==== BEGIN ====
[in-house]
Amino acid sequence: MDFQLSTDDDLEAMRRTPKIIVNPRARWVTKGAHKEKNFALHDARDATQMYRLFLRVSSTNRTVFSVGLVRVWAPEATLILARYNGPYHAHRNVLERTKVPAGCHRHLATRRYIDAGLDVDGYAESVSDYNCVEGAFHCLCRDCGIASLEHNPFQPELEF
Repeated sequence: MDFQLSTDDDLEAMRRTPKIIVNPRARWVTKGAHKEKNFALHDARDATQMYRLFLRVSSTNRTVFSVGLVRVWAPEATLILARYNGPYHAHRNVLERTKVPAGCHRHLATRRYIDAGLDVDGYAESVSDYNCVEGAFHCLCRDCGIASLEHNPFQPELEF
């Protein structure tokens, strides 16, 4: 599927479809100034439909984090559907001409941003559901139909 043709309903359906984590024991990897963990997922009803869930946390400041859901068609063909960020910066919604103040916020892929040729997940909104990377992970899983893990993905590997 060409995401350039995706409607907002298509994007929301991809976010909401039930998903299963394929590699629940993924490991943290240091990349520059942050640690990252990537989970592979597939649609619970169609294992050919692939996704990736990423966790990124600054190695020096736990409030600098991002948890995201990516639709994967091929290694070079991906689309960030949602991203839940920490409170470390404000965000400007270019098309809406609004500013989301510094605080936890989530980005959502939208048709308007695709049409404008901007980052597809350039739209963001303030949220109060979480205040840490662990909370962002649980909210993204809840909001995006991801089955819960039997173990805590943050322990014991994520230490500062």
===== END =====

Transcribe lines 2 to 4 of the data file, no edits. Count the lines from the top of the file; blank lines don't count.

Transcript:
Amino acid sequence: MDFQLSTDDDLEAMRRTPKIIVNPRARWVTKGAHKEKNFALHDARDATQMYRLFLRVSSTNRTVFSVGLVRVWAPEATLILARYNGPYHAHRNVLERTKVPAGCHRHLATRRYIDAGLDVDGYAESVSDYNCVEGAFHCLCRDCGIASLEHNPFQPELEF
Repeated sequence: MDFQLSTDDDLEAMRRTPKIIVNPRARWVTKGAHKEKNFALHDARDATQMYRLFLRVSSTNRTVFSVGLVRVWAPEATLILARYNGPYHAHRNVLERTKVPAGCHRHLATRRYIDAGLDVDGYAESVSDYNCVEGAFHCLCRDCGIASLEHNPFQPELEF
């Protein structure tokens, strides 16, 4: 599927479809100034439909984090559907001409941003559901139909 043709309903359906984590024991990897963990997922009803869930946390400041859901068609063909960020910066919604103040916020892929040729997940909104990377992970899983893990993905590997 060409995401350039995706409607907002298509994007929301991809976010909401039930998903299963394929590699629940993924490991943290240091990349520059942050640690990252990537989970592979597939649609619970169609294992050919692939996704990736990423966790990124600054190695020096736990409030600098991002948890995201990516639709994967091929290694070079991906689309960030949602991203839940920490409170470390404000965000400007270019098309809406609004500013989301510094605080936890989530980005959502939208048709308007695709049409404008901007980052597809350039739209963001303030949220109060979480205040840490662990909370962002649980909210993204809840909001995006991801089955819960039997173990805590943050322990014991994520230490500062």